The Apology and Related Dialogues

Peterborough, CA: Broadview Press (2016)
  Copy   BIBTEX

Abstract

Socrates, one of the first of the great philosophers, left no written works. What survives of his thought are second-hand descriptions of his teachings and conversations—including, most famously, the accounts of his trial and execution composed by his friend, student, and philosophical successor, Plato. In _Euthyphro_, Socrates examines the concept of piety and displays his propensity for questioning Athenian authorities. Such audacity is not without consequence, and in the _Apology_ we find Socrates defending himself in court against charges of impiety and corruption of the youth. _Crito_ depicts Socrates choosing to accept the resulting death sentence rather than escape Athens and avoid execution. All three dialogues are included here, as is the final scene of _Phaedo_, in which the sentence is carried out.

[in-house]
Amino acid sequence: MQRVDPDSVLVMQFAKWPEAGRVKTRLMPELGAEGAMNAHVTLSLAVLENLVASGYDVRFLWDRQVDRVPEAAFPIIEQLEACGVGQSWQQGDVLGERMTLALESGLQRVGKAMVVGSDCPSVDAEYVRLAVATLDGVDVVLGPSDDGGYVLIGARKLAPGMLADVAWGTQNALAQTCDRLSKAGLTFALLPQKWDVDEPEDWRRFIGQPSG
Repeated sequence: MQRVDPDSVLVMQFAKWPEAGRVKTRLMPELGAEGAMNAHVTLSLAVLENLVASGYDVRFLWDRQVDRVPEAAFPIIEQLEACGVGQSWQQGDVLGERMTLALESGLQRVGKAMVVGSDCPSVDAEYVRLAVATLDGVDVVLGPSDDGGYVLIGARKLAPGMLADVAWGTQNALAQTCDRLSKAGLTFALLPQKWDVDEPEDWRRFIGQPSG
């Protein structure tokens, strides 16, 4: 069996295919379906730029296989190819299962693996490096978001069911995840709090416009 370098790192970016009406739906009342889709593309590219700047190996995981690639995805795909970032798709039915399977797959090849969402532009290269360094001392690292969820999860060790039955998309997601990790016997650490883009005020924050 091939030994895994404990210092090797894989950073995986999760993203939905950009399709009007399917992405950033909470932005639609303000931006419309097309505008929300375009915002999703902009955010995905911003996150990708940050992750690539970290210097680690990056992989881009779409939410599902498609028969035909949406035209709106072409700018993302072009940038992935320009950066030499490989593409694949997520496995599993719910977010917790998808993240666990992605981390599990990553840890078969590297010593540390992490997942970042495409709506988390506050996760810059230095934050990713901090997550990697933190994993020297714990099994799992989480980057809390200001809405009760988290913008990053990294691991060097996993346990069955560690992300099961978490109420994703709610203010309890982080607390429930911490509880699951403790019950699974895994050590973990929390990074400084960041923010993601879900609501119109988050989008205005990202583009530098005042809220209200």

Links

PhilArchive



    Upload a copy of this work     Papers currently archived: 94,354

External links

Setup an account with your affiliations in order to access resources via your University's proxy server

Through your library

Similar books and articles

Analytics

Added to PP
2015-05-16

Downloads
16 (#916,117)

6 months
4 (#1,029,048)

Historical graph of downloads
How can I increase my downloads?

Author's Profile

Cathal Robert Woods
Virginia Wesleyan University

Citations of this work

No citations found.

Add more citations

References found in this work

No references found.

Add more references